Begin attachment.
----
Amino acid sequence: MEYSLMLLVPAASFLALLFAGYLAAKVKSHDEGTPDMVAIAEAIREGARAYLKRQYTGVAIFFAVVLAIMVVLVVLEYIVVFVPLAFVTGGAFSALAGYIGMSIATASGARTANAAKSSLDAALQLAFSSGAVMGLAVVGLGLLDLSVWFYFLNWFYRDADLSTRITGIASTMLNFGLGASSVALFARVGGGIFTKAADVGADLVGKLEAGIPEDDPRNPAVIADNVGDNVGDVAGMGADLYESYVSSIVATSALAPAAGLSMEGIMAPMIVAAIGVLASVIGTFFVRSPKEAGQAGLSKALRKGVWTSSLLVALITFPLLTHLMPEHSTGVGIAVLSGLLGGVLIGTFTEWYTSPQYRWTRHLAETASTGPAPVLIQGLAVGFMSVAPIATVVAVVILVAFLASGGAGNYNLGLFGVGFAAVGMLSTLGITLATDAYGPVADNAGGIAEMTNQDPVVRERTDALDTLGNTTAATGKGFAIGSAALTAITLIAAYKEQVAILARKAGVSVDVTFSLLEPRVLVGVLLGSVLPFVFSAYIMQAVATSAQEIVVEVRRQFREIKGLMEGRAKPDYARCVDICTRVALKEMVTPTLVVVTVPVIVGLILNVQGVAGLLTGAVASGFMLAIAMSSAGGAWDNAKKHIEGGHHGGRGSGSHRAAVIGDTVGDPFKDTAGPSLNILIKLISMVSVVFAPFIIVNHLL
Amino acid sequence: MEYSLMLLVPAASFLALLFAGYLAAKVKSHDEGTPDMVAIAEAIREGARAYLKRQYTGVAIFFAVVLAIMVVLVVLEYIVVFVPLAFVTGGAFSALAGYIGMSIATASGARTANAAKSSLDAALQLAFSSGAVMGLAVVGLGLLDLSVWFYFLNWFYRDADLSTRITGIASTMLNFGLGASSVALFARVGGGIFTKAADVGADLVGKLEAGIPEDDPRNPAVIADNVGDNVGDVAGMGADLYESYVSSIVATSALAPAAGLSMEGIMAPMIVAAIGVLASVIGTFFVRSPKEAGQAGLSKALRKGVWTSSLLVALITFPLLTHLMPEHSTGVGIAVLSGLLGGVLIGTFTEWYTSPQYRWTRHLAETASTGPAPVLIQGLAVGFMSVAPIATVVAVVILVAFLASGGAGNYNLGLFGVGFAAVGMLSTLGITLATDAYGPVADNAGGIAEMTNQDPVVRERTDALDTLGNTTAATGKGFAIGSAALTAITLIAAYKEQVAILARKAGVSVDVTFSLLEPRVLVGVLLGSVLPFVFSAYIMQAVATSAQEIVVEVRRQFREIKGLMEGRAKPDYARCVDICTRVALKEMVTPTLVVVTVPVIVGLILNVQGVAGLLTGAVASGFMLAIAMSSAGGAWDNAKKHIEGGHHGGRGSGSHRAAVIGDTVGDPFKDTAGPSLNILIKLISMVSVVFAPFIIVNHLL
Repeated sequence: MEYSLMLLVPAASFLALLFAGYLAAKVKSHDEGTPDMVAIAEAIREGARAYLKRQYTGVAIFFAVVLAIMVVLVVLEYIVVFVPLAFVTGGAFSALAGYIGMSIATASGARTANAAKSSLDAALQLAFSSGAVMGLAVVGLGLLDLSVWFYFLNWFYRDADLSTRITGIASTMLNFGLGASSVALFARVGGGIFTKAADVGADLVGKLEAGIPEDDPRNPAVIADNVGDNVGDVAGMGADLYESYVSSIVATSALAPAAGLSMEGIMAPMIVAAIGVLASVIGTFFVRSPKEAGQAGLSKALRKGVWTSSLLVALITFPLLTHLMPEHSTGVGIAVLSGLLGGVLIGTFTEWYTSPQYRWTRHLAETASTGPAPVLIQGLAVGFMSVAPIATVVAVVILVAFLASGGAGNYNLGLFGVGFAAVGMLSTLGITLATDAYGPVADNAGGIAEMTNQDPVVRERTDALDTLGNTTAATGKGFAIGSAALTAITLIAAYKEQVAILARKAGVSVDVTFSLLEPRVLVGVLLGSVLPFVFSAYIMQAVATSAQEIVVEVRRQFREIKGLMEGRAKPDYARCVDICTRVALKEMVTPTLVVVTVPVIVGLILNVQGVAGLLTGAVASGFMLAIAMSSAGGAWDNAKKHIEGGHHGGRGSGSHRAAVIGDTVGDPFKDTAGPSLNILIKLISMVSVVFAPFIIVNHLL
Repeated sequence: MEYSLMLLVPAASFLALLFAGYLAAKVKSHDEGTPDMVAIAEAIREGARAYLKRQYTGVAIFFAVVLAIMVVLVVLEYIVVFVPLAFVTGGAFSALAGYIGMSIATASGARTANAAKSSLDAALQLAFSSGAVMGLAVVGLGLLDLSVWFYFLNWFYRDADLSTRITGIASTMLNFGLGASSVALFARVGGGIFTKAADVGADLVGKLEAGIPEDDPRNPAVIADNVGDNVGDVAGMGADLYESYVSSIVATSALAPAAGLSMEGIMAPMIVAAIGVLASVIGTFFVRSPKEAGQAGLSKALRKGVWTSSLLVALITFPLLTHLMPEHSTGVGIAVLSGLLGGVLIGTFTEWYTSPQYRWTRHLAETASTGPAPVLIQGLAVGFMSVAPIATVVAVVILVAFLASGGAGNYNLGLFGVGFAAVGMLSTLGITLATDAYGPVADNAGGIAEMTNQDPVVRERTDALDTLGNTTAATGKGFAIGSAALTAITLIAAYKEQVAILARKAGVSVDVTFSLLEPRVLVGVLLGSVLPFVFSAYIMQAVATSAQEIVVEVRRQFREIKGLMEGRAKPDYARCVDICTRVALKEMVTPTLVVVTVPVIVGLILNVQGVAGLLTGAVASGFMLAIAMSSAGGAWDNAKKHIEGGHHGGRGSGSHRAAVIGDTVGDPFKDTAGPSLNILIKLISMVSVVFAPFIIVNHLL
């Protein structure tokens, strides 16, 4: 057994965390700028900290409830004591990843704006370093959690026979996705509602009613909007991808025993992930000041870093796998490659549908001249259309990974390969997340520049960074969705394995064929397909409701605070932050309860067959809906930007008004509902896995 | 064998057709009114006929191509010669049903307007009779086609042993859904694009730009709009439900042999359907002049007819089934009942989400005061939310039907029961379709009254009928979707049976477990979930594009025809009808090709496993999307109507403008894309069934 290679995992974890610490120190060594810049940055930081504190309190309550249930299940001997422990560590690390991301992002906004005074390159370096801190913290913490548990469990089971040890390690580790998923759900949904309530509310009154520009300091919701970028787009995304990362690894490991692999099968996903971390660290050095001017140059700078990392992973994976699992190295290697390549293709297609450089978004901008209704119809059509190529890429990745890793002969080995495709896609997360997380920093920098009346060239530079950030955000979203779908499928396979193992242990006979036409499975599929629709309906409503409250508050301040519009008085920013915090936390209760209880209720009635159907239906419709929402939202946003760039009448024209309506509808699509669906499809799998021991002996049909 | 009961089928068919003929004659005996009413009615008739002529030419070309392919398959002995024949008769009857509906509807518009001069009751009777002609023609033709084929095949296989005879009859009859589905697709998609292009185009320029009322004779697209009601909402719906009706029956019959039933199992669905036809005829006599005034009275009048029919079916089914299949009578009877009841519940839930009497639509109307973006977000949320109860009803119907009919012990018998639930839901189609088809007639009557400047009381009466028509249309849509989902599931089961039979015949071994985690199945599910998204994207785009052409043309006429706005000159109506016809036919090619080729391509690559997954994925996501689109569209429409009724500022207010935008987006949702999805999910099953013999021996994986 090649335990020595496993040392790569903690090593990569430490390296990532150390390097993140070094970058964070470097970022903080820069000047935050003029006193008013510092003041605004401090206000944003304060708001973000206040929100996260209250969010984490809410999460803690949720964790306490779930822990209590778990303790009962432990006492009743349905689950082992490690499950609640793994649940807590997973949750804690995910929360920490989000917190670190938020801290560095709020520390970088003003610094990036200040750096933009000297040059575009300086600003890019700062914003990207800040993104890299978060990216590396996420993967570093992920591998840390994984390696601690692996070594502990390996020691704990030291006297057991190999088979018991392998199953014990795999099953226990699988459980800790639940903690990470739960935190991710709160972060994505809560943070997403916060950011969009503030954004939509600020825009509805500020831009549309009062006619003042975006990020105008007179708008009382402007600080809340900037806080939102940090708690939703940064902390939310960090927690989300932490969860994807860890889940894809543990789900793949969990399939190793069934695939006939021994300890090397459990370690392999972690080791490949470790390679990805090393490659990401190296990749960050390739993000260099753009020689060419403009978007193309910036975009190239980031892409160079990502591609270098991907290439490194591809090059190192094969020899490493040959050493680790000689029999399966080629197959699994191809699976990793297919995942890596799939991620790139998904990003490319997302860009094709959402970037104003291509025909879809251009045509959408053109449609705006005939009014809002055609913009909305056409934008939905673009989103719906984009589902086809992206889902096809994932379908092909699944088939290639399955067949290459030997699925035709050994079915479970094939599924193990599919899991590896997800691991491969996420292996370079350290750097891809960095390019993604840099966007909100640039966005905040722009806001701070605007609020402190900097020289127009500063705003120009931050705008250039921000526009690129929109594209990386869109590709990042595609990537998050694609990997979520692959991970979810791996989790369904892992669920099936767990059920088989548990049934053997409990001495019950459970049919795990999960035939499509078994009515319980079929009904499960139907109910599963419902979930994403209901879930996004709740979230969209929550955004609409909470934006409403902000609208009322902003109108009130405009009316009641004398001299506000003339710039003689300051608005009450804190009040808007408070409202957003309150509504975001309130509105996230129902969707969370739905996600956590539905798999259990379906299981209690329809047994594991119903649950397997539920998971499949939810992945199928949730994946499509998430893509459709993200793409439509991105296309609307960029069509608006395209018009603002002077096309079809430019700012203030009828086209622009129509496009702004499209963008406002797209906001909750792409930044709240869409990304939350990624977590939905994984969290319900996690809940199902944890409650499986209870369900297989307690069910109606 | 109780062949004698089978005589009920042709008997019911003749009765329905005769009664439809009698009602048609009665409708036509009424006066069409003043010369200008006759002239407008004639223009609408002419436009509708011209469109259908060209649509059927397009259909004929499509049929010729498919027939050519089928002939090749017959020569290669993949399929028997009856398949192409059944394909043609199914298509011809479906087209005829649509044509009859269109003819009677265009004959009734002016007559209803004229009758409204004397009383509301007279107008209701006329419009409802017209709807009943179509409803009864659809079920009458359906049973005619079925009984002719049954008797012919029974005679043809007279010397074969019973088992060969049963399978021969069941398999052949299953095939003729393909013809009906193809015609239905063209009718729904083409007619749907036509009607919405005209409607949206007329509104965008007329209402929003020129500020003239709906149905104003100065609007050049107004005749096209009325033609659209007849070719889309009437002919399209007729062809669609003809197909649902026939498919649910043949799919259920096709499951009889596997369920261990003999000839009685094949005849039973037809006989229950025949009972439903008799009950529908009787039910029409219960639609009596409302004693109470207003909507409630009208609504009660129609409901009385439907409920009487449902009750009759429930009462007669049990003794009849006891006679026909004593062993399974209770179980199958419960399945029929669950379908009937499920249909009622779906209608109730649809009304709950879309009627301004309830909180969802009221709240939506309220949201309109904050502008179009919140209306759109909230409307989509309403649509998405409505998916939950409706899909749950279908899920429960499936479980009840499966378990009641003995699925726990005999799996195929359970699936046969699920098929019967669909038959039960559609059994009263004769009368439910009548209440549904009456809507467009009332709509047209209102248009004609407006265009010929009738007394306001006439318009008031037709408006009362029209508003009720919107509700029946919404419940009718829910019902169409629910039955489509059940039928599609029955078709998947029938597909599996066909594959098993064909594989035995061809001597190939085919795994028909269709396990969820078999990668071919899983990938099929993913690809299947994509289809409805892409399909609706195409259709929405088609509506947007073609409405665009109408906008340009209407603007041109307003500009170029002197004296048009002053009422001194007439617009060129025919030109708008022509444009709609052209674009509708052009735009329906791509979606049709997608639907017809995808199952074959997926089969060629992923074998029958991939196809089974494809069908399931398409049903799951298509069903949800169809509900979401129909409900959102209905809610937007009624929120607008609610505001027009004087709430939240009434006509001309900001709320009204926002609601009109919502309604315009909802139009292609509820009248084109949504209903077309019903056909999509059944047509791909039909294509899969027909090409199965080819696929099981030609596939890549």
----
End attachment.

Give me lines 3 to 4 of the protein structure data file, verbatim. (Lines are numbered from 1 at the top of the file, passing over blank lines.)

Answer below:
Repeated sequence: MEYSLMLLVPAASFLALLFAGYLAAKVKSHDEGTPDMVAIAEAIREGARAYLKRQYTGVAIFFAVVLAIMVVLVVLEYIVVFVPLAFVTGGAFSALAGYIGMSIATASGARTANAAKSSLDAALQLAFSSGAVMGLAVVGLGLLDLSVWFYFLNWFYRDADLSTRITGIASTMLNFGLGASSVALFARVGGGIFTKAADVGADLVGKLEAGIPEDDPRNPAVIADNVGDNVGDVAGMGADLYESYVSSIVATSALAPAAGLSMEGIMAPMIVAAIGVLASVIGTFFVRSPKEAGQAGLSKALRKGVWTSSLLVALITFPLLTHLMPEHSTGVGIAVLSGLLGGVLIGTFTEWYTSPQYRWTRHLAETASTGPAPVLIQGLAVGFMSVAPIATVVAVVILVAFLASGGAGNYNLGLFGVGFAAVGMLSTLGITLATDAYGPVADNAGGIAEMTNQDPVVRERTDALDTLGNTTAATGKGFAIGSAALTAITLIAAYKEQVAILARKAGVSVDVTFSLLEPRVLVGVLLGSVLPFVFSAYIMQAVATSAQEIVVEVRRQFREIKGLMEGRAKPDYARCVDICTRVALKEMVTPTLVVVTVPVIVGLILNVQGVAGLLTGAVASGFMLAIAMSSAGGAWDNAKKHIEGGHHGGRGSGSHRAAVIGDTVGDPFKDTAGPSLNILIKLISMVSVVFAPFIIVNHLL
Repeated sequence: MEYSLMLLVPAASFLALLFAGYLAAKVKSHDEGTPDMVAIAEAIREGARAYLKRQYTGVAIFFAVVLAIMVVLVVLEYIVVFVPLAFVTGGAFSALAGYIGMSIATASGARTANAAKSSLDAALQLAFSSGAVMGLAVVGLGLLDLSVWFYFLNWFYRDADLSTRITGIASTMLNFGLGASSVALFARVGGGIFTKAADVGADLVGKLEAGIPEDDPRNPAVIADNVGDNVGDVAGMGADLYESYVSSIVATSALAPAAGLSMEGIMAPMIVAAIGVLASVIGTFFVRSPKEAGQAGLSKALRKGVWTSSLLVALITFPLLTHLMPEHSTGVGIAVLSGLLGGVLIGTFTEWYTSPQYRWTRHLAETASTGPAPVLIQGLAVGFMSVAPIATVVAVVILVAFLASGGAGNYNLGLFGVGFAAVGMLSTLGITLATDAYGPVADNAGGIAEMTNQDPVVRERTDALDTLGNTTAATGKGFAIGSAALTAITLIAAYKEQVAILARKAGVSVDVTFSLLEPRVLVGVLLGSVLPFVFSAYIMQAVATSAQEIVVEVRRQFREIKGLMEGRAKPDYARCVDICTRVALKEMVTPTLVVVTVPVIVGLILNVQGVAGLLTGAVASGFMLAIAMSSAGGAWDNAKKHIEGGHHGGRGSGSHRAAVIGDTVGDPFKDTAGPSLNILIKLISMVSVVFAPFIIVNHLL